fbpx
facebook app symbol  twitter  linkedin  instagram 1
 

This story was originally published by KNBA on December 13, 2021. Read the original story at KNBA. Republished by Native News Online with permission.

The Alaska Federation of Natives is the largest convention of Alaska Natives in the state.

Affectionately called “Native New Year,” the convention is an opportunity for Indigenous people across the state to come together and develop important state and federal policy.

The convention is virtual for the second year out of concerns for the coronavirus pandemic. But that doesn’t diminish the importance of the two-day virtual event. 

Kaaxúxgu Joe Nelson is the Sealaska board chair. He was elected as co-chair of Alaska Federation of Natives in 2020.

“I got elected during the virtual convention a little over a year ago now, and obviously, I've been there many times before that, but last year know falling into this position during a pandemic is just a bunch of mixed emotions, I guess, because we're still in it.” 

This will be the second year that the AFN convention is virtual. Organizers hoped to postpone the convention in the hopes of meeting in-person, but eventually decided to go virtual.

“It's going to be a different year virtual, but we have a great team that delivered it across all the different channels last year. It seems to work OK. We're looking forward to doing it again and then seeing everybody, even if we're not face-to-face and engaging,” Nelson said. 

AFN’s theme this year is “ANCSA at 50: Empowering the future.”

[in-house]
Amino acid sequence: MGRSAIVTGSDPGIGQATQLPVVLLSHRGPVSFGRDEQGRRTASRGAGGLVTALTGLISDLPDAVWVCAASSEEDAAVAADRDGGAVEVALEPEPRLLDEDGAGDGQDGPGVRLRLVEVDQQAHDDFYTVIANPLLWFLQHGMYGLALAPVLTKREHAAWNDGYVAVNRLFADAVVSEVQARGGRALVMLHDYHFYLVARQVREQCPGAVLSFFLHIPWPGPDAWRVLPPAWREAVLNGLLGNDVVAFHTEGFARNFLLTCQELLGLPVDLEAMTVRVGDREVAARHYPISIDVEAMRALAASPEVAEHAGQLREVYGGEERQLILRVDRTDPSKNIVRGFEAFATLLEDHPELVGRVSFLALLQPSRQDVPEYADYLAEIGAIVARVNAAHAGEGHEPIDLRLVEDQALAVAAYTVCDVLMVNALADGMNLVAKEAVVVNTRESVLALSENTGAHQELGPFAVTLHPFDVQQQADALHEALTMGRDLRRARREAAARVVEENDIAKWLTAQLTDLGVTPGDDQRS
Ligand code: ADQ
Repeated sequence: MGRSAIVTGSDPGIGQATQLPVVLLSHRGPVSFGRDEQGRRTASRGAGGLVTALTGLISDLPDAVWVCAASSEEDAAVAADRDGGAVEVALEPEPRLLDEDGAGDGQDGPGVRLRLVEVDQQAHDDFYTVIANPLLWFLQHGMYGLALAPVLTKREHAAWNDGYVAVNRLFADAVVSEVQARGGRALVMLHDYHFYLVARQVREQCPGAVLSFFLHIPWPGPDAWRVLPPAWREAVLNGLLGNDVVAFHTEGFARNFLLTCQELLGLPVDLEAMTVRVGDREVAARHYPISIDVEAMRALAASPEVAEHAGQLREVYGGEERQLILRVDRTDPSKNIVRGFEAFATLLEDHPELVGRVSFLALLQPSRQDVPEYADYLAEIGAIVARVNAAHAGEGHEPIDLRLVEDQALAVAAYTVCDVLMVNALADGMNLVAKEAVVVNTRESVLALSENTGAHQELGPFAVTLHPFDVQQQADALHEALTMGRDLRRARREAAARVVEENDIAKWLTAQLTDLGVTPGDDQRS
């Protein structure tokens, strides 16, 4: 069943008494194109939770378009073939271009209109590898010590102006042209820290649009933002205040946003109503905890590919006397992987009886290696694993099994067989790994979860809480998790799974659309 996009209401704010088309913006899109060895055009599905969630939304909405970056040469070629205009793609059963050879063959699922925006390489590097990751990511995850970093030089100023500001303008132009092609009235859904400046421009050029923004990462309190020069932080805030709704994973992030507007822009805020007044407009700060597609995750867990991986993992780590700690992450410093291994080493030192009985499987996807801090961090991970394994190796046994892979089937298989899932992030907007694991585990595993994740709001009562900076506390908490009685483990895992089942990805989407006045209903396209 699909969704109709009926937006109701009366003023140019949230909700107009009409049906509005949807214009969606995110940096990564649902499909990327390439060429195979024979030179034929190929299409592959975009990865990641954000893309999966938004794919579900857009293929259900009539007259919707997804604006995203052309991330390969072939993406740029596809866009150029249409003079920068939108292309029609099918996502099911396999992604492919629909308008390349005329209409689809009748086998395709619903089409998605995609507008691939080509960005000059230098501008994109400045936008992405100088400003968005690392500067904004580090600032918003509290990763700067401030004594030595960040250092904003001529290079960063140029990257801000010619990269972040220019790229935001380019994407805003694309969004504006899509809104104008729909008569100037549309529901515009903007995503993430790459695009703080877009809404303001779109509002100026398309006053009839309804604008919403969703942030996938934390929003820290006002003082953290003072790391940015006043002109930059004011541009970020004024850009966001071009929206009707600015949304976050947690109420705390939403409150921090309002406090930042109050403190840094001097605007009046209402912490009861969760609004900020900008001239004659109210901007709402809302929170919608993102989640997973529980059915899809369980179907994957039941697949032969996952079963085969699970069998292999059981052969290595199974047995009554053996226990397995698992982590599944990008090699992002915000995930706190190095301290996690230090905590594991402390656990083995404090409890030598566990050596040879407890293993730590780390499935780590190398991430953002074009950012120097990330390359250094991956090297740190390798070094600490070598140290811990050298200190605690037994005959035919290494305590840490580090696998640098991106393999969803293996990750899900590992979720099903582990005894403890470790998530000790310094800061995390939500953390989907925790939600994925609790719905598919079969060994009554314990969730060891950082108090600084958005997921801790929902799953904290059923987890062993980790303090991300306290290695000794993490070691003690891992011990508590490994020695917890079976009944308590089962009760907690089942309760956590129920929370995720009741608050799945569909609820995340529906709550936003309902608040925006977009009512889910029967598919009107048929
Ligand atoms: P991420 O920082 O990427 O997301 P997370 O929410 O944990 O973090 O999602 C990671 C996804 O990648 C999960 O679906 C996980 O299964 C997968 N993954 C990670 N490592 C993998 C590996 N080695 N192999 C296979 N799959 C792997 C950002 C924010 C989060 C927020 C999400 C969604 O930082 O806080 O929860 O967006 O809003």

Nelson says this year’s convention will revisit the time since ANCSA’s passage, but also look to the future of Alaska Native policy.

“At this convention, we actually will be looking back a little bit and understanding and reminding ourselves of the history of AFN,” Nelson said. “And then at the same time, though, we're quickly pivoting and looking forward to the future here and all the challenges that are still really upon us.” 

Day 1 will include a panel discussion on the 50 years since the passage of the landmark Alaska Native Claims Settlement Act or ANCSA, as well as an address and panel from military leaders. 

More Stories Like This

Indian Country Reacts to President Biden Dropping Out of the 2024 Presidential Race
President Joe Biden Drops Out of Presidential Race; Endorses VP Harris
Native News Weekly (July 21, 2024): D.C. Briefs
Read Former President Trump's Acceptance Speech
Chief Standing Bear Courage Prize Committee Announces U.S. District Court Judge Diane Humetewa as 2024 Prize Recipient

Join us in observing 100 years of Native American citizenship. On June 2, 1924, President Calvin Coolidge signed the Indian Citizenship Act, granting Native Americans US citizenship, a pivotal moment in their quest for equality. This year marks its centennial, inspiring our special project, "Heritage Unbound: Native American Citizenship at 100," observing their journey with stories of resilience, struggle, and triumph. Your donations fuel initiatives like these, ensuring our coverage and projects honoring Native American heritage thrive. Your donations fuel initiatives like these, ensuring our coverage and projects honoring Native American heritage thrive.

About The Author
Author: Tripp J Crouse - KNBAEmail: This email address is being protected from spambots. You need JavaScript enabled to view it.